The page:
- Appearing in and engaging with customer conversations
Customers want to be heard, and Nike practices this with heart through their social media profiles. They engage with customers and even initiate a conversation through brand mentions on Twitter.
Since Nike places customers at the center of the brand, these conversations are important for connecting with consumers and getting authentic feedback. This social listening further allows them to create targeted campaigns and products directly powered by social conversations with customers.
- Unique influencer marketing strategy
Unlike traditional influencer marketing, Nike's strategy includes unique ways of carrying out influencer collaborations that stand at the core of their marketing mix. Their campaigns highlight high-profile celebrities and professional athletes like Michael Jordan, Cristiano Ronaldo, and Serena Williams.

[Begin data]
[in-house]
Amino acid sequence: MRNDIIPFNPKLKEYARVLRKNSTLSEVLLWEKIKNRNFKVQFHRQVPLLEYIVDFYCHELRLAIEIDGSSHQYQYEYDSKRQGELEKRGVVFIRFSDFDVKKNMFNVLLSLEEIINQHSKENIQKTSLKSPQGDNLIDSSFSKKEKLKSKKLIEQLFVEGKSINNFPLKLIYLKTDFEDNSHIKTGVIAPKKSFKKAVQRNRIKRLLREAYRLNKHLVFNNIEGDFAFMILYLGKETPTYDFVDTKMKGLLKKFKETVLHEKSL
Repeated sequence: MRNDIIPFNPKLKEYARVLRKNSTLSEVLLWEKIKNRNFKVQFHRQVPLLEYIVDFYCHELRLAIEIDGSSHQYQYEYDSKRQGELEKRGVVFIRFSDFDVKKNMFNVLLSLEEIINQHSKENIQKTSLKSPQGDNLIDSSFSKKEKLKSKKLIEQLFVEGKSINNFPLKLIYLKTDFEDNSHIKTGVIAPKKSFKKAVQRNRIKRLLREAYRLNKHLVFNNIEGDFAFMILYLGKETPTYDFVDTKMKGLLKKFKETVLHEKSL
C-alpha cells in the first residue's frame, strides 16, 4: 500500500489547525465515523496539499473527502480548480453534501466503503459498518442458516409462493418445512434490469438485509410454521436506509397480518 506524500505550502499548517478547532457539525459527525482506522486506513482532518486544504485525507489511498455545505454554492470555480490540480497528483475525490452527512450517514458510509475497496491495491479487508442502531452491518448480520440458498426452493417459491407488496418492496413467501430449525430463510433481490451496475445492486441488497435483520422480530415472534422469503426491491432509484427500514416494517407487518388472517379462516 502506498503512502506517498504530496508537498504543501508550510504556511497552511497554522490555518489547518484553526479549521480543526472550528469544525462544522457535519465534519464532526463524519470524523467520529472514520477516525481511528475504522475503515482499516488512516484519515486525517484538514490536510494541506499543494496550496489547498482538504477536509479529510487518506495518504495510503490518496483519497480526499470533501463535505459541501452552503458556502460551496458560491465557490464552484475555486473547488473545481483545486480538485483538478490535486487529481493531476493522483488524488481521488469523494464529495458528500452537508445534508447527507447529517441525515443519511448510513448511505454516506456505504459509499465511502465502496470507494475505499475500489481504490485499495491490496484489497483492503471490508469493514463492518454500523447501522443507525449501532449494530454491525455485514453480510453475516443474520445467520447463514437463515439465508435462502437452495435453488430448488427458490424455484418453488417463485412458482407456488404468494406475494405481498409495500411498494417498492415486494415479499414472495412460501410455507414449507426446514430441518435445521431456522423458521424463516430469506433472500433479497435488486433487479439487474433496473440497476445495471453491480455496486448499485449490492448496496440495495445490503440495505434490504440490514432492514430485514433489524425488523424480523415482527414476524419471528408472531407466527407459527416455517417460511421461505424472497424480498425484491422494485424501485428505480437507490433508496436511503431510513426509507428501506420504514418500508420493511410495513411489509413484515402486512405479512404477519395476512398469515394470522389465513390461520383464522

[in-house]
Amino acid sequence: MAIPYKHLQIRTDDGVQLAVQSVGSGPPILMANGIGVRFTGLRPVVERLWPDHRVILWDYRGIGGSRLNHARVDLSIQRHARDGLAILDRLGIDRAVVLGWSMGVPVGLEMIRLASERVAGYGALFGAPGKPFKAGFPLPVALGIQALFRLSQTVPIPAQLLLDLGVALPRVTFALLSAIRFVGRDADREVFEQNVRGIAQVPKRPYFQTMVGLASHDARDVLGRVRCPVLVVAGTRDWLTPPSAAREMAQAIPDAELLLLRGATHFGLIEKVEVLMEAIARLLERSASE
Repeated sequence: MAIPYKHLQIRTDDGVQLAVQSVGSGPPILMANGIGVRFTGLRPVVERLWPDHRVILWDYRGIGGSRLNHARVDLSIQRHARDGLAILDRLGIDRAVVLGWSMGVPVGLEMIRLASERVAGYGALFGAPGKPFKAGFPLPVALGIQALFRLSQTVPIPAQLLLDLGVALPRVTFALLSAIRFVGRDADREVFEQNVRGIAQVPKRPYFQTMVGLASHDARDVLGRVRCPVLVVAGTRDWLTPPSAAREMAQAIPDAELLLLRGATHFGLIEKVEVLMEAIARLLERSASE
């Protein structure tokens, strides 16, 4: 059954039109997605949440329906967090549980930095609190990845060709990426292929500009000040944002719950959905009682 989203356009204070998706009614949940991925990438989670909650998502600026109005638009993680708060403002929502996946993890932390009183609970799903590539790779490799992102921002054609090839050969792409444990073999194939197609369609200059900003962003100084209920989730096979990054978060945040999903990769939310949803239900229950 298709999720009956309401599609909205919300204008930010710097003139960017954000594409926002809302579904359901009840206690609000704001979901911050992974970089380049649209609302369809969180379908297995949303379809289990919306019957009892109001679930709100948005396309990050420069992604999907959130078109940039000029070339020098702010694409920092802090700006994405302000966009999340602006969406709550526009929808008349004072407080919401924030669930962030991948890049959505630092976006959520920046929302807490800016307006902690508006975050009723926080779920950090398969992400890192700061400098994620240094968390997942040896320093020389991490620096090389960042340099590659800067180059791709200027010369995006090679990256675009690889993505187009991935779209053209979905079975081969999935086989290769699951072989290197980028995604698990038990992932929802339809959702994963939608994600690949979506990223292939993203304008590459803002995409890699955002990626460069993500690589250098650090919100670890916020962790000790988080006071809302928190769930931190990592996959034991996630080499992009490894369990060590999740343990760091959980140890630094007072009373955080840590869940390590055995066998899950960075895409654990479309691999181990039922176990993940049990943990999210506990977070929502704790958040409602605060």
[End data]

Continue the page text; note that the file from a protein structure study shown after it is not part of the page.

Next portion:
The best part about the role of influencers in Nike's marketing approach is how each post or commercial with them has a story around the brand. This story stays true to the authentic composition of the brand, and its voice, and messaging.
Apart from collaborations for commercials, Nike has also engaged in event sponsorships as well as collaborations with hip hop musicians like Kanye West and fashion designers like Tinker Hatfield.
- Becoming a marketing and technology-based business
Today, no one can say Nike only sells shoes. They sell experiences through their product, marketing, and technology.
Technological innovations like self-lacing shoes—which mold the shoe to your foot shape when you step in—as well as flyknit technology—which keep the shoe soft from the bottom and snug from the upper—are some of the greatest apparel innovations in history.